3.2. Design

Take another look at the Bootdisk-HOWTO and notice how many utilities can be squeezed onto a 1.44M floppy. There are three things that make this possible. One is the use of shared libraries. The second is stripped binaries. And the third is the use of a compressed filesystem. We can use all of these techniques to save space on our root disk.

3.2.1. Shared Libraries

First, in order to use shared libraries we will need to rebuild the BASH shell. This time we will configure it without using the --enable-static-link option. Once BASH is rebuilt we need to figure out which libraries it is linked with and be sure to include them on the root disk. The ldd command makes this job easy. By typing ldd bash on the command-line we can see a list of all the shared libraries that BASH uses. As long as all these libraries are copied to the root disk, the new BASH build should work fine.

3.2.2. Stripped Binaries

Next, we should strip any binaries that get copied to the root disk. The manpage for strip does not give much description of what it does other than to say, "strip discards all symbols from the object files." It seems like removing pieces of a binary would render it useless, but this is not the case. The reason it works is because a large number of these discarded symbols are used for debugging. While debugging symbols are very helpful to programmers working to improve the code, they do not do much for the average end-user other than take up more disk space. And since space is at a premium, we should definitely remove as many symbols as possible from BASH and any other binaries before we copy over them to the ramdisk.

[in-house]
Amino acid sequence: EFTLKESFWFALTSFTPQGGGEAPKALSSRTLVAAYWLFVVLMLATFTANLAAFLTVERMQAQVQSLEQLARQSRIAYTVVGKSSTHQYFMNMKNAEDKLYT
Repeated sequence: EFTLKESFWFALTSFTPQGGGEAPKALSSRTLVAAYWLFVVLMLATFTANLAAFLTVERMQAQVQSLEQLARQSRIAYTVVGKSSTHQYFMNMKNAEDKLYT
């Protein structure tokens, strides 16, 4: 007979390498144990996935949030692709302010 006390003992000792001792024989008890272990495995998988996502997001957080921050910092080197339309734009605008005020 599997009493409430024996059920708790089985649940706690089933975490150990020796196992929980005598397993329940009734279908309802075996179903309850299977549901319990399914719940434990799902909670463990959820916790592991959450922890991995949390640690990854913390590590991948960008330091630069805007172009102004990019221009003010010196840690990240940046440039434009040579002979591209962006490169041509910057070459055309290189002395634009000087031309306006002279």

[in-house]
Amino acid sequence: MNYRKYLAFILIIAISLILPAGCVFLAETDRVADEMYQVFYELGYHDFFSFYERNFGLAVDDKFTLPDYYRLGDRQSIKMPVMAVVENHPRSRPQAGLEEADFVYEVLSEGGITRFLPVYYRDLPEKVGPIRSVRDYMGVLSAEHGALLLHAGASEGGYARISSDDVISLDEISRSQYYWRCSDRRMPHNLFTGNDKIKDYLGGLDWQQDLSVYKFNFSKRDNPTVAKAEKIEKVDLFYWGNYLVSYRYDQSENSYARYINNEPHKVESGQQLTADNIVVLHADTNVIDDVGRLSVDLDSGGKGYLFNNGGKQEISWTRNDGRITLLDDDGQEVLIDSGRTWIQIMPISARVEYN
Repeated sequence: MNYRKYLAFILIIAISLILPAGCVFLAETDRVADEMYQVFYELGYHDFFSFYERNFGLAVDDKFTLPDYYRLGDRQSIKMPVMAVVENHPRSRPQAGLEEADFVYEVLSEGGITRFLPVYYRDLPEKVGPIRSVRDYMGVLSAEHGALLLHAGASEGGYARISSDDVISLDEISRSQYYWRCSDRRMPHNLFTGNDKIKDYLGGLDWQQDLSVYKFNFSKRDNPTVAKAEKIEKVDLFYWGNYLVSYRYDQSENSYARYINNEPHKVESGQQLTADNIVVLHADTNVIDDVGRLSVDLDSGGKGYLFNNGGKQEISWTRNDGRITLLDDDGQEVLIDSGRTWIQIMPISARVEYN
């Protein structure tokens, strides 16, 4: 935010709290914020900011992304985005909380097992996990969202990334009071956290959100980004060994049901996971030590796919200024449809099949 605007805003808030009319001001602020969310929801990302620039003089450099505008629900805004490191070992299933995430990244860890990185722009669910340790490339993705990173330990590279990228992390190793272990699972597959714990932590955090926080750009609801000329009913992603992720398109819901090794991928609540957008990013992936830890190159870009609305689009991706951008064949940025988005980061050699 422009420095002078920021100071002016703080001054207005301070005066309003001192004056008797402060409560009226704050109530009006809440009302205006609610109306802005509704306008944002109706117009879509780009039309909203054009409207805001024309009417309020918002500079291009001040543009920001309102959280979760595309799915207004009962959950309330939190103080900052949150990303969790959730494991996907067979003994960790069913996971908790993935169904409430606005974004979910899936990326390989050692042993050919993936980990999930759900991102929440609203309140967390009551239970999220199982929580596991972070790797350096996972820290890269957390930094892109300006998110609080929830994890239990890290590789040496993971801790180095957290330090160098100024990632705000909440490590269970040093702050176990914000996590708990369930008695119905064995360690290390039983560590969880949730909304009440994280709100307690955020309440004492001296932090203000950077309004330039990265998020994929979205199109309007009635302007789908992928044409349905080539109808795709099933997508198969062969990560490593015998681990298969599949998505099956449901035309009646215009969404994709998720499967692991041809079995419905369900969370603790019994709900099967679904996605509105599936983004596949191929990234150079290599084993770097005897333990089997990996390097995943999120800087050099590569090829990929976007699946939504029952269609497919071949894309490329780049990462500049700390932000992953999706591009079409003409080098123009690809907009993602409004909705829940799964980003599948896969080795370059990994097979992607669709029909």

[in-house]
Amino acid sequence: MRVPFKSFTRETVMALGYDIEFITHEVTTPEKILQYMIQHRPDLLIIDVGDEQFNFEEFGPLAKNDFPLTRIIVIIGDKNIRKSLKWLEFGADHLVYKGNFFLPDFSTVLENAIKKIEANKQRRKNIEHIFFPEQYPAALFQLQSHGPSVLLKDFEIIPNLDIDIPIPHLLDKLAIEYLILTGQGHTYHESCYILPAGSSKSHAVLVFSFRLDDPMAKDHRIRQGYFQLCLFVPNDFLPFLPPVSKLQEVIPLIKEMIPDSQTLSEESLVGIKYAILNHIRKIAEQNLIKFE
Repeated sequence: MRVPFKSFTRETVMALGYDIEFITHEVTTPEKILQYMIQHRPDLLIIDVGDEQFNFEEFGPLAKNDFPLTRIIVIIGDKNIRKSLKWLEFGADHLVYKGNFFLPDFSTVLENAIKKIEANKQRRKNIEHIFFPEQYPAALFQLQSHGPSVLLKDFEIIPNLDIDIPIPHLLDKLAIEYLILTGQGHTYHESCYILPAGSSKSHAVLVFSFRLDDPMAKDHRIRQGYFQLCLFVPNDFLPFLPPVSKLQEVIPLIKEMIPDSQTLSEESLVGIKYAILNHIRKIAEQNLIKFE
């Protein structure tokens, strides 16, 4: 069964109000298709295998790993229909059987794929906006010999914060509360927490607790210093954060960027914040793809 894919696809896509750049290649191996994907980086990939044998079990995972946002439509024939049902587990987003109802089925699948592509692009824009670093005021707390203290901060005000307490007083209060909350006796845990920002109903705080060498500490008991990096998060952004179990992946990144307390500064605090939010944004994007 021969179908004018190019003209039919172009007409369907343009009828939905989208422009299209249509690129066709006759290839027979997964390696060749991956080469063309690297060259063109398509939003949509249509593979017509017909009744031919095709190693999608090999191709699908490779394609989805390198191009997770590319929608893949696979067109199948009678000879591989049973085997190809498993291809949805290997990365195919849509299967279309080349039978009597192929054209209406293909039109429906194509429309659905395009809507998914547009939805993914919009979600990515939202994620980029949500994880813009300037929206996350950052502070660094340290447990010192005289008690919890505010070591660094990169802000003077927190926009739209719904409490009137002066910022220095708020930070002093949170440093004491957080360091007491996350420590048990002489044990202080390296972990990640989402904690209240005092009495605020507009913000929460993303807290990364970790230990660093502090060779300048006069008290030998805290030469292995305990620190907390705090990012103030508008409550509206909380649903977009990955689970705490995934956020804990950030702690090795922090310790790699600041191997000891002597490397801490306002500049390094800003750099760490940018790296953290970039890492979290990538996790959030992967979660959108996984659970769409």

The process of stripping files to save space also works with shared library files. But when stripping libraries it is important to use the --strip-unneeded option so as not to break them. Using --strip-unneeded shrinks the file size, but leaves the symbols needed for relocation intact which is something that shared libraries need to function properly.

3.2.3. Compressed Root Filesystem

Finally, we can tackle the problem of how to build a compressed root filesystem. The Bootdisk-HOWTO suggests three ways of constructing a compressed root filesystem using either a ramdisk, a spare hard drive partition or a loopback device. This project will concentrate on using the ramdisk approach. It seems logical that if the root filesystem is going to be run from a ramdisk, it may as well be built on a ramdisk. All we have to do is create a second extended filesystem on a ramdisk device, mount it and copy files to it. Once the filesystem is populated with all the files that the root disk needs, we simply unmount it, compress it and write it out to floppy.


For this to work, we need to make sure the system used for building has ramdisk support. If ramdisk is not available it is also possible to use a loopback device. See the Bootdisk-HOWTO for more information on using loopback devices.